It is helpful, for the purpose of comparison, to first consider a painting. With a painting, there are basically two options:
Original: The original work painted by the artist (there is only one!)
Copy: Any reproduction of that work (copy by another artist, giclee print, limited edition print, hand detailed copy, etc.)
However, with a photograph, things get a little more difficult. Consider the following definitions:
- Loose (poor) definition: Anything on photo paper that "looks like" an original (an unfortunate, yet strangely pervasive definition on eBay)
- Common definition: A print made from the original negative
- Time-sensitive: A print made from the original negative at the time the photo was taken (this is often referred to as "vintage print")
- Artist-specific: A print made, by the photographer, from the original negative (sometimes referred to as an "artist print")
- Combination: A print made, by the photographer, from the original negative, at the time the photo was taken.
To make things even more confusing, many of the terms generally associated with originals are often used to describe non-originals. Phrases like "original wirephoto" or "giclee artist print" or "vintage reprint" can have even the most savvy buyer wondering what exactly is being sold.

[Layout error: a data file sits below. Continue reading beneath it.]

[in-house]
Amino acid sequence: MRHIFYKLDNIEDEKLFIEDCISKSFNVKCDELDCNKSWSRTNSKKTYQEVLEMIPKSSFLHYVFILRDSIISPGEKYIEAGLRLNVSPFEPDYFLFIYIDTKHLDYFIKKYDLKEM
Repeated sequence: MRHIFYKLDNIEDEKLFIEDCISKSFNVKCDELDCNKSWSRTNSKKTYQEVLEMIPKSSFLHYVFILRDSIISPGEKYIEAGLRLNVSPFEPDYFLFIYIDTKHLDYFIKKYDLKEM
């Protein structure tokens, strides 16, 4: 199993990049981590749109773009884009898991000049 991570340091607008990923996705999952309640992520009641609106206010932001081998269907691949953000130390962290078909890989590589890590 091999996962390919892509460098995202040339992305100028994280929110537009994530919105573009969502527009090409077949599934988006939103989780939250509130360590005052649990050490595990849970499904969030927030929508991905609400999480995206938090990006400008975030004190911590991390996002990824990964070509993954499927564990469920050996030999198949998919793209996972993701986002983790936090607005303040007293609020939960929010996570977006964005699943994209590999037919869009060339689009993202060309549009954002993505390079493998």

A few attempts have been made to standardize the language that is used to describe photos - Fogel and Yee's "A Portrait of Baseball Photography" uses Types I, II, III, and IV to describe degrees of originality. The Certified Guaranty Company (CGC) uses labels of Vintage, Original, and Modern to separate the photos that they authenticate. But there has been no widespread adoption of either of these systems. So the bottom line is, when it comes to photos, there is no standard definition of what constitutes an original. In fact, the argument could be made that the only true "original" work in film-based photography is the negative (or positive for slide film) and that all prints are, by definition, simply reproductions of the image captured on the film. But that is a different discussion.
So the next time you want to ask a seller if a photo is an original, keep the following in mind:
- Know what question you are really asking (from a negative? timeframe? by the artist?) and be specific.
- Try to understand what question the seller is answering.
- Look at as many of the seller's listings as possible to see what he/she describes as "original." In some cases, you'll see a huge spectrum.
- Keep in mind that with photographs, originality does NOT guarantee uniqueness (unlike paintings).
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About Masterpiece Marketing Group
We sell Certified Archive Photographs, which means we are selling the actual photos that have been sitting in drawers, folders and boxes at the newspapers' offices for decades. Whether a particular photo that was in the archive is an "original" is generally unknown, though we have done our best to identify non-original Wire Photos (see our guide on wirephotos here). Thanks for reading!